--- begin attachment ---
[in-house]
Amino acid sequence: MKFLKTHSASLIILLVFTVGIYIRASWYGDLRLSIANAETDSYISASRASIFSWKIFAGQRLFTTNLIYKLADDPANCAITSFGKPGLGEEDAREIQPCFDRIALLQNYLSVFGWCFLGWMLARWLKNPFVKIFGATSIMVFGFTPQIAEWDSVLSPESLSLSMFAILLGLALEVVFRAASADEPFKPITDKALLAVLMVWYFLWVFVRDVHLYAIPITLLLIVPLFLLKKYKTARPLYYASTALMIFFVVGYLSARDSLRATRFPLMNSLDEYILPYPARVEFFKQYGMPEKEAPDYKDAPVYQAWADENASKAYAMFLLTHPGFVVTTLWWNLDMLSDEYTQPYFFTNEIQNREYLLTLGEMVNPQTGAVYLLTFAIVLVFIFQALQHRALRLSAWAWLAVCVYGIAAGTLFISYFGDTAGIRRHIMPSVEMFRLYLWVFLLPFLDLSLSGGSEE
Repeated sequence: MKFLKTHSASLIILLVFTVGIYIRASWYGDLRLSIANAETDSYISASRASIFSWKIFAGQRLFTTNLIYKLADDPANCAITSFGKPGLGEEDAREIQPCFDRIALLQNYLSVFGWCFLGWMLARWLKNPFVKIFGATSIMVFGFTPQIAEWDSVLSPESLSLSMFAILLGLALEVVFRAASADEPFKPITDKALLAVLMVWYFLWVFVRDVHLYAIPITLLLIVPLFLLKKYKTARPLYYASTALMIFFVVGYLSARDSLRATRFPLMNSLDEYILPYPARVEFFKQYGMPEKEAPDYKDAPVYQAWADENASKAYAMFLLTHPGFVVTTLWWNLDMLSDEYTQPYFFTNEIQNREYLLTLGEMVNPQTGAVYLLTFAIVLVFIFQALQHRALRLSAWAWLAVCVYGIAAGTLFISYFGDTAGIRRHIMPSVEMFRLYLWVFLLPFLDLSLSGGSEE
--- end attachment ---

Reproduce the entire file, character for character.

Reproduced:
[in-house]
Amino acid sequence: MKFLKTHSASLIILLVFTVGIYIRASWYGDLRLSIANAETDSYISASRASIFSWKIFAGQRLFTTNLIYKLADDPANCAITSFGKPGLGEEDAREIQPCFDRIALLQNYLSVFGWCFLGWMLARWLKNPFVKIFGATSIMVFGFTPQIAEWDSVLSPESLSLSMFAILLGLALEVVFRAASADEPFKPITDKALLAVLMVWYFLWVFVRDVHLYAIPITLLLIVPLFLLKKYKTARPLYYASTALMIFFVVGYLSARDSLRATRFPLMNSLDEYILPYPARVEFFKQYGMPEKEAPDYKDAPVYQAWADENASKAYAMFLLTHPGFVVTTLWWNLDMLSDEYTQPYFFTNEIQNREYLLTLGEMVNPQTGAVYLLTFAIVLVFIFQALQHRALRLSAWAWLAVCVYGIAAGTLFISYFGDTAGIRRHIMPSVEMFRLYLWVFLLPFLDLSLSGGSEE
Repeated sequence: MKFLKTHSASLIILLVFTVGIYIRASWYGDLRLSIANAETDSYISASRASIFSWKIFAGQRLFTTNLIYKLADDPANCAITSFGKPGLGEEDAREIQPCFDRIALLQNYLSVFGWCFLGWMLARWLKNPFVKIFGATSIMVFGFTPQIAEWDSVLSPESLSLSMFAILLGLALEVVFRAASADEPFKPITDKALLAVLMVWYFLWVFVRDVHLYAIPITLLLIVPLFLLKKYKTARPLYYASTALMIFFVVGYLSARDSLRATRFPLMNSLDEYILPYPARVEFFKQYGMPEKEAPDYKDAPVYQAWADENASKAYAMFLLTHPGFVVTTLWWNLDMLSDEYTQPYFFTNEIQNREYLLTLGEMVNPQTGAVYLLTFAIVLVFIFQALQHRALRLSAWAWLAVCVYGIAAGTLFISYFGDTAGIRRHIMPSVEMFRLYLWVFLLPFLDLSLSGGSEE